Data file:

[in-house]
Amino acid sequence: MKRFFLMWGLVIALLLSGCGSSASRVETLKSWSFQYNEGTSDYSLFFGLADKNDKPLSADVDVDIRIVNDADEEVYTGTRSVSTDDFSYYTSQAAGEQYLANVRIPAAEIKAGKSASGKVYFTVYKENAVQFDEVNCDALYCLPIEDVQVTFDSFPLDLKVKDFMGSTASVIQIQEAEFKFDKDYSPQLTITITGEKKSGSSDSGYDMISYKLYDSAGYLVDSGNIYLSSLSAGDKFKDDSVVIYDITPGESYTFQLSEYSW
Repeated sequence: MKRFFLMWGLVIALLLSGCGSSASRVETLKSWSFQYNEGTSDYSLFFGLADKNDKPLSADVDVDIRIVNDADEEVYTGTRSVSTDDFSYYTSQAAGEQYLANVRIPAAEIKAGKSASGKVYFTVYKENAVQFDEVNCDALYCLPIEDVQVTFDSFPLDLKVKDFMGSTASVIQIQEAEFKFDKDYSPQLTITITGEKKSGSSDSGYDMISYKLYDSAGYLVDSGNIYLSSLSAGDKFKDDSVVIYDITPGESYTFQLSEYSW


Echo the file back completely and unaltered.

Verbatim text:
[in-house]
Amino acid sequence: MKRFFLMWGLVIALLLSGCGSSASRVETLKSWSFQYNEGTSDYSLFFGLADKNDKPLSADVDVDIRIVNDADEEVYTGTRSVSTDDFSYYTSQAAGEQYLANVRIPAAEIKAGKSASGKVYFTVYKENAVQFDEVNCDALYCLPIEDVQVTFDSFPLDLKVKDFMGSTASVIQIQEAEFKFDKDYSPQLTITITGEKKSGSSDSGYDMISYKLYDSAGYLVDSGNIYLSSLSAGDKFKDDSVVIYDITPGESYTFQLSEYSW
Repeated sequence: MKRFFLMWGLVIALLLSGCGSSASRVETLKSWSFQYNEGTSDYSLFFGLADKNDKPLSADVDVDIRIVNDADEEVYTGTRSVSTDDFSYYTSQAAGEQYLANVRIPAAEIKAGKSASGKVYFTVYKENAVQFDEVNCDALYCLPIEDVQVTFDSFPLDLKVKDFMGSTASVIQIQEAEFKFDKDYSPQLTITITGEKKSGSSDSGYDMISYKLYDSAGYLVDSGNIYLSSLSAGDKFKDDSVVIYDITPGESYTFQLSEYSW